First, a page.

Still another class of suitable organic, polyfunctional polyol reactants includes polyalkylene ether polyols with more than two reactive hydroxyl groups, such as polyalkylene ether triols, tetrols and the like. Such polyfunctional polyols are prepared, for example, by the reaction of polyols, such as glycerol, trimethylol ethane, trimethylol propane, pentaerithritol, dipentaerithritol, sorbitol and the like with low molecular alkylene oxides, such as ethylene oxide, propylene oxide and the like.

Castor oils and polyols based on castor oils, obtained from castor oil by, for example, chemical modification (see Patton et al., Gummi, Asbest, Kunststoffe, 14 (1961), pages 918 ff.), also can be used as the polyol component in the present invention.

As can be seen from the above description, mixtures of the various reactive, polyfunctional polyols can also be employed in the preparation of polyurethane prepolymers useful in the present invention.

The polyester polyols or polyether polyols, which were described above, can be combined with a slight excess of anyone of a large number of polyisocyanates in order to form a polyurethane prepolymer. As stated above, the polyisocyanate can conveniently be expressed by the formula

OCN--B--NCO

in which B represents a divalent organic residue and may be aliphatic, aromatic or aliphatic-aromatic in nature. Accordingly, the divalent or double-bonding residue B may be a phenyl residue, which is unsubstituted or substituted by chlorine atoms, nitro groups, low molecular alkoxy groups, low molecular alkyl groups, phenoxy groups or phenyl residues; a diphenylene residue which can be unsubstituted or substituted by low molecular weight alkyl groups or low molecular weight alkoxy groups; a bisphenylene lower alkylene residue, which may be unsubstituted or substituted by low molecular weight alkoxy groups; a halogenated alkyl residue with 2 to 8 carbon atoms, which may be unsubstituted or substituted by low molecular weight alkoxy groups; a cycloalkylene residue with 4 to 8 carbon atoms, which may be unsubstituted or substituted by low molecular weight alkyl groups; or a bis-cyclohexylene lower alkyl residue.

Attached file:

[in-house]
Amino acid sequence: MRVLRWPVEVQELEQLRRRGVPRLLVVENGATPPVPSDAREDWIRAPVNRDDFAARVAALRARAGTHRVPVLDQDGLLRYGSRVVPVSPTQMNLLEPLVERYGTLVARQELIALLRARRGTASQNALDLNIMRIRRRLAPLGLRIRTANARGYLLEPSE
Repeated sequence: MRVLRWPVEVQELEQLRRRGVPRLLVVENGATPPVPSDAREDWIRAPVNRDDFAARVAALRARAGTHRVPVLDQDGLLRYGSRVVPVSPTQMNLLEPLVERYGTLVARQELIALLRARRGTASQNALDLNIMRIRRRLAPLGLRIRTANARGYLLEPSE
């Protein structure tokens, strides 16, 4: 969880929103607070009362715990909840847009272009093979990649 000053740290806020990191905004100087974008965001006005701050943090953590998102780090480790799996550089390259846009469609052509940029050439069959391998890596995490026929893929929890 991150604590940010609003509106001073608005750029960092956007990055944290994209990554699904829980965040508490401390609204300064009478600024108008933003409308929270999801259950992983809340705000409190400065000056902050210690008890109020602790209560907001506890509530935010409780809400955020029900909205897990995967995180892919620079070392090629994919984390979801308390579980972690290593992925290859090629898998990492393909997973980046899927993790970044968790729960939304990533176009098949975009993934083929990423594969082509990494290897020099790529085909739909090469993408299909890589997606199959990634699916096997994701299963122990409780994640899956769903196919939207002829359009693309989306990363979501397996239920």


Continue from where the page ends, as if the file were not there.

Divalent organic residues B may be substituted by various substituents, such as, for example, by low molecular weight alkoxy groups, by low molecular weight alkyl groups, phenyl residues or phenoxy residues. Representative polyisocyanates are, for example: 1-methoxyphenyl-2,4-diisocyanate, 1-methyl-4-methoxyphenyl-2,5-diisocyanate, 1-ethoxyphenyl-2,4-diisocyanate, 1,3-dimethoxyphenyl-4,6-diisocyanate, 1,4-dimethylphenyl-2,5-diisocyanate, 1-propoxyphenyl-2,4-diisocyanate, 1-isobutoxyphenyl-2,4-diisocyanate, 1,4-diethoxyphenyl-2,5-diisocyanate, toluene-2,4-diisocyanate, toluene-2,6-diisocyanate, diphenylether-2,4-diisocyanate, naphthalene-1,4-diisocyanate, 1,1'-dinaphthalene-2,2-diisocyanate, biphenyl-2,4-diisocyanate, 3,3'-dimethylbiphenyl-4,4'-diisocyanate, 3,3'-dimethoxybiphenyl-4,4'-diisocyanate, diphenylmethane-4,4'-diisocyanate, diphenylmethane-2,4'-diisocyanate, diphenyl-methane-2,2'-diisocyanate, 3,3'-dimethoxydiphenylmethane-4,4'-diisocyanate, benzophenone-3,3'-diisocyanate, ethylene diisocyanate, propylene diisocyanate, butylene diisocyanate, pentylene diisocyanate, methylbutylene diisocyanate, tetramethylene diisocyanate, pentamethylene diisocyanate, hexamethylene diisocyanate, dipropyl diisocyanate ether, heptamethylene diisocyanate, 2,2-dimethylpentylene diisocyanate, 3-methoxy-hexamethylene-diisocyanate, octamethylene diisocyanate, 2,2,4-trimethylpentylene diisocyanate, 3-butoxyhexamethylene diisocyanate, 1,3-dimethylbenzene diisocyanate, 1,4-dimethylbenzene diisocyanate, 1,2-dimethyl cyclohexane diisocyanate, 1,4-dimethylcyclohexane diisocyanate, 1,4-diethylbenzene diisocyanate, 1,4-dimethylnaphthalene diisocyanate, 1,5-dimethylnaphthalene diisocyanate, cyclohexane-1,3-diisocyanate, cyclohexane-1,4-diisocyanate, 1-methylcyclohexane-2,4-diisocyanate, 1-methylcyclohexane-2,5-diisocyanate, 1-ethylcyclohexane-2,4-diisocyanate, dicyclohexylmethane-4,4'-diisocyanate, dicyclohexylmethylmethane-4,4'-diisocyanate, dicyclohexyldimethylmethane-4,4'-diisocyanate, 2,2-dimethyldicyclohexylmethane-4,4'-diisocyanate, 3,3', 5,5'-tetramethyldicyclohexylmethane-4,4'-diisocyanate, 4,4'-methylene-bis-cyclohexyl isocyanate, ethylidine diisocyanate, 1,2-propylene diisocyanate, 4,4'-diphenyl diisocyanate, dianisidine diisocyanate, 1,5-naphthalene diisocyanate, 4,4'-diphenyl ether diisocyanate, m- and p-phenylene diisocyanate, 4,4'-toluidine diisocyanate, isopropylene-bis-(phenyl or cyclohexyl isocyanate), 1,3-cyclopentylene diisocyanate, 1,3-cyclohexylene diisocyanate, 1,4-cyclohexylene diisocyanate, chlorodiphenyl diisocyanate, 4,4',4"-triphenylmethane triisocyanate, 1,3,5-benzene triisocyanate or phenylethylene diisocyanate.